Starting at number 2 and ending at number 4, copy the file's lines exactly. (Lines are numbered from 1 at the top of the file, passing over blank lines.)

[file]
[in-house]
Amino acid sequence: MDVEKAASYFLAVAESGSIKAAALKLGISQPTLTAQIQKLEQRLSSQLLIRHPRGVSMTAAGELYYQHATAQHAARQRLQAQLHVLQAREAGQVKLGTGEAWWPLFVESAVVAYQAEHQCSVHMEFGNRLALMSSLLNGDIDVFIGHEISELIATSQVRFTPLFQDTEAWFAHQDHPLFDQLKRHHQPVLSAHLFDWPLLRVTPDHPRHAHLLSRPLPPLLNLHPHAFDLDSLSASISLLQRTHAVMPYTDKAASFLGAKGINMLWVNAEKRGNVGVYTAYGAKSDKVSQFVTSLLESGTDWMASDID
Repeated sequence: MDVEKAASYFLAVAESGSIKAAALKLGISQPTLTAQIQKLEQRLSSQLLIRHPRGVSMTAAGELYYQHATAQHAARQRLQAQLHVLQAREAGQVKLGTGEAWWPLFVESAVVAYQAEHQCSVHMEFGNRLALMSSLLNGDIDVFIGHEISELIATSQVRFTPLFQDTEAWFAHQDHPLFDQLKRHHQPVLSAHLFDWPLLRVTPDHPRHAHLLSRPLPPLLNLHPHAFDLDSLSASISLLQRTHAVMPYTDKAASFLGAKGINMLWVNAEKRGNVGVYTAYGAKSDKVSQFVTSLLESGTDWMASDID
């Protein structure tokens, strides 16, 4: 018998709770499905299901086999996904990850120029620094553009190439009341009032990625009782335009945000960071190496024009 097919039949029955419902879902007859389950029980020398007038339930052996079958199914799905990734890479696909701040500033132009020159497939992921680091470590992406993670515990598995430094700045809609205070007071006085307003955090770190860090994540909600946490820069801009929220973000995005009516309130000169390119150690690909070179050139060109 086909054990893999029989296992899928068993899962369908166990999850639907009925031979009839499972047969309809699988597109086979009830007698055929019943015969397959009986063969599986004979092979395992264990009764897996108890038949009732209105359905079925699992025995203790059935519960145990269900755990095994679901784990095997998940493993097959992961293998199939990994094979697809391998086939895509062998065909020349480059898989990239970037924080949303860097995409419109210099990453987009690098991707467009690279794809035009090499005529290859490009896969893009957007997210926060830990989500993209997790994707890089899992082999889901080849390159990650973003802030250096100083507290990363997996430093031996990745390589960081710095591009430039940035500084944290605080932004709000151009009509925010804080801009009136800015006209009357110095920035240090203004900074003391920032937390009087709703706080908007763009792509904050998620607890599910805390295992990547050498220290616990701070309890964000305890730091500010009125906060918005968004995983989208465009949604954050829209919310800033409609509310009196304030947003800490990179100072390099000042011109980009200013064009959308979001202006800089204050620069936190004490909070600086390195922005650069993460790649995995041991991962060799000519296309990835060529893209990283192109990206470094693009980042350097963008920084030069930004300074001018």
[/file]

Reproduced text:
Amino acid sequence: MDVEKAASYFLAVAESGSIKAAALKLGISQPTLTAQIQKLEQRLSSQLLIRHPRGVSMTAAGELYYQHATAQHAARQRLQAQLHVLQAREAGQVKLGTGEAWWPLFVESAVVAYQAEHQCSVHMEFGNRLALMSSLLNGDIDVFIGHEISELIATSQVRFTPLFQDTEAWFAHQDHPLFDQLKRHHQPVLSAHLFDWPLLRVTPDHPRHAHLLSRPLPPLLNLHPHAFDLDSLSASISLLQRTHAVMPYTDKAASFLGAKGINMLWVNAEKRGNVGVYTAYGAKSDKVSQFVTSLLESGTDWMASDID
Repeated sequence: MDVEKAASYFLAVAESGSIKAAALKLGISQPTLTAQIQKLEQRLSSQLLIRHPRGVSMTAAGELYYQHATAQHAARQRLQAQLHVLQAREAGQVKLGTGEAWWPLFVESAVVAYQAEHQCSVHMEFGNRLALMSSLLNGDIDVFIGHEISELIATSQVRFTPLFQDTEAWFAHQDHPLFDQLKRHHQPVLSAHLFDWPLLRVTPDHPRHAHLLSRPLPPLLNLHPHAFDLDSLSASISLLQRTHAVMPYTDKAASFLGAKGINMLWVNAEKRGNVGVYTAYGAKSDKVSQFVTSLLESGTDWMASDID
């Protein structure tokens, strides 16, 4: 018998709770499905299901086999996904990850120029620094553009190439009341009032990625009782335009945000960071190496024009 097919039949029955419902879902007859389950029980020398007038339930052996079958199914799905990734890479696909701040500033132009020159497939992921680091470590992406993670515990598995430094700045809609205070007071006085307003955090770190860090994540909600946490820069801009929220973000995005009516309130000169390119150690690909070179050139060109 086909054990893999029989296992899928068993899962369908166990999850639907009925031979009839499972047969309809699988597109086979009830007698055929019943015969397959009986063969599986004979092979395992264990009764897996108890038949009732209105359905079925699992025995203790059935519960145990269900755990095994679901784990095997998940493993097959992961293998199939990994094979697809391998086939895509062998065909020349480059898989990239970037924080949303860097995409419109210099990453987009690098991707467009690279794809035009090499005529290859490009896969893009957007997210926060830990989500993209997790994707890089899992082999889901080849390159990650973003802030250096100083507290990363997996430093031996990745390589960081710095591009430039940035500084944290605080932004709000151009009509925010804080801009009136800015006209009357110095920035240090203004900074003391920032937390009087709703706080908007763009792509904050998620607890599910805390295992990547050498220290616990701070309890964000305890730091500010009125906060918005968004995983989208465009949604954050829209919310800033409609509310009196304030947003800490990179100072390099000042011109980009200013064009959308979001202006800089204050620069936190004490909070600086390195922005650069993460790649995995041991991962060799000519296309990835060529893209990283192109990206470094693009980042350097963008920084030069930004300074001018």